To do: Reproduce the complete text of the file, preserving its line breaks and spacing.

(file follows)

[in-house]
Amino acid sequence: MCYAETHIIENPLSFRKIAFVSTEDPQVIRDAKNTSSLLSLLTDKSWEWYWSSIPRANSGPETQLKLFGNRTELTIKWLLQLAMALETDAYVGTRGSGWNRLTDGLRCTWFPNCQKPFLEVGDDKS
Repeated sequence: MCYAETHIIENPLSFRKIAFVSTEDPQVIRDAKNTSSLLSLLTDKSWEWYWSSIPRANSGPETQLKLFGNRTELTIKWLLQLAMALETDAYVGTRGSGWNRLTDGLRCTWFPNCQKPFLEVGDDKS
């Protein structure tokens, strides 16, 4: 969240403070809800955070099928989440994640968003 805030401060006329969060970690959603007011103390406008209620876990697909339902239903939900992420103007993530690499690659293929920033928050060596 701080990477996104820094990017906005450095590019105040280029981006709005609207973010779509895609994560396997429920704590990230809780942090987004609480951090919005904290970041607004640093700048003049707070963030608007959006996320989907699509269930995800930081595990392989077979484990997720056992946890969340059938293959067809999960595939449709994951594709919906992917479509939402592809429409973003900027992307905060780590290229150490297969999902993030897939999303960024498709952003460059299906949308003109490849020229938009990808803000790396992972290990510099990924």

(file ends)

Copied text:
[in-house]
Amino acid sequence: MCYAETHIIENPLSFRKIAFVSTEDPQVIRDAKNTSSLLSLLTDKSWEWYWSSIPRANSGPETQLKLFGNRTELTIKWLLQLAMALETDAYVGTRGSGWNRLTDGLRCTWFPNCQKPFLEVGDDKS
Repeated sequence: MCYAETHIIENPLSFRKIAFVSTEDPQVIRDAKNTSSLLSLLTDKSWEWYWSSIPRANSGPETQLKLFGNRTELTIKWLLQLAMALETDAYVGTRGSGWNRLTDGLRCTWFPNCQKPFLEVGDDKS
């Protein structure tokens, strides 16, 4: 969240403070809800955070099928989440994640968003 805030401060006329969060970690959603007011103390406008209620876990697909339902239903939900992420103007993530690499690659293929920033928050060596 701080990477996104820094990017906005450095590019105040280029981006709005609207973010779509895609994560396997429920704590990230809780942090987004609480951090919005904290970041607004640093700048003049707070963030608007959006996320989907699509269930995800930081595990392989077979484990997720056992946890969340059938293959067809999960595939449709994951594709919906992917479509939402592809429409973003900027992307905060780590290229150490297969999902993030897939999303960024498709952003460059299906949308003109490849020229938009990808803000790396992972290990510099990924």